Saturday, February 26, 2011

March In The Garden~

February ending until mid March is time in limbo if we are talking gardening, at least in my area...the Southeast.

Some things we can do that will help the transition from waiting to digging are really very important, although they don't compare to what's coming !

Be cautious about cleanup around your plants right now...too much disturbance and you will weaken the protection they need from the last cold spell that is sure to come.

Today I pulled early Vetch from around the base of the greenhouse, got all the potting material set up in the potting shed and greenhouse, and picked up/removed dead branches that were not attached to anything from all the beds.

Put potted plants outside for a day of sun and watering...back in the Gh or basement tonight.

The coming week will find me pruning roses, Crape Myrtle, and Butterfly shrubs...these are hardy to pruning now....remember, when you prune your roses, make the cut an inch or so above a bud nodule, on an angle , facing toward the direction the bud is growing. After you cut the stem, drop a bit of wood glue into the little hole...this keeps water. snow, and insects from getting down into the stem and causing damage.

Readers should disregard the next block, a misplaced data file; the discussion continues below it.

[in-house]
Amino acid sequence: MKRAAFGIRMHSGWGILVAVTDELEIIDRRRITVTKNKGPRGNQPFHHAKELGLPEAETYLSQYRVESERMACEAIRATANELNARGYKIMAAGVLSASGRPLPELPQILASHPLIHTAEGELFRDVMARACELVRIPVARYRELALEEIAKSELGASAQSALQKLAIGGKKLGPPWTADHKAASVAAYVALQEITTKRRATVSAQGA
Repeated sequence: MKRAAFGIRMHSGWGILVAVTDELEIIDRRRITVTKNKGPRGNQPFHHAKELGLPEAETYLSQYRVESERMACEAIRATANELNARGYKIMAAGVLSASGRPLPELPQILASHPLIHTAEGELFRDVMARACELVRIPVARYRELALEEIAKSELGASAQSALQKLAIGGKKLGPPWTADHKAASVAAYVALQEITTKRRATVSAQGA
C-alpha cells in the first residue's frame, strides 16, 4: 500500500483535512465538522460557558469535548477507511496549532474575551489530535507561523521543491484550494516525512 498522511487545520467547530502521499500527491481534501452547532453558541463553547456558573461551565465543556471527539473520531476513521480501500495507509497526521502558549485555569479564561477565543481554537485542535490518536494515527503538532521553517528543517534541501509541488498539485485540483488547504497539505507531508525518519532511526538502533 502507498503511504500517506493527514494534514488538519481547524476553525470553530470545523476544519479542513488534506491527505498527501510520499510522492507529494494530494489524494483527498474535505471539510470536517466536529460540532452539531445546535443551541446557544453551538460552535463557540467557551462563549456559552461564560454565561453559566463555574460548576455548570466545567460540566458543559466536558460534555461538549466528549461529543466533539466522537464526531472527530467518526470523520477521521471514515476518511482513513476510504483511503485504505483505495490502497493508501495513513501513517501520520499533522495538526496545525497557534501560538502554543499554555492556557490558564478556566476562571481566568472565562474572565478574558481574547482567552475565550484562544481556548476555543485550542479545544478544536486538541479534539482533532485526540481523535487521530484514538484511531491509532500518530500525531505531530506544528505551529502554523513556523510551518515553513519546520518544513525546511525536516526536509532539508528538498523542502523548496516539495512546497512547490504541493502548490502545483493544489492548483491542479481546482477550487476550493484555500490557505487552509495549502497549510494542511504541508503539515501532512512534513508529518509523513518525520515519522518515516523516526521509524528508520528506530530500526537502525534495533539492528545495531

Remember that butterfly bushes only bloom on new wood, so be sure to cut all the dead branches from last year, they will grow and fill in quickly.

Crepe Myrtle is also one that just needs the dead wood trimmed, kinda depends on how you have allowed them to grow and shape...mine are trees, so not much pruning needed. If you have more shrub shape then a bit more clipping may be in order.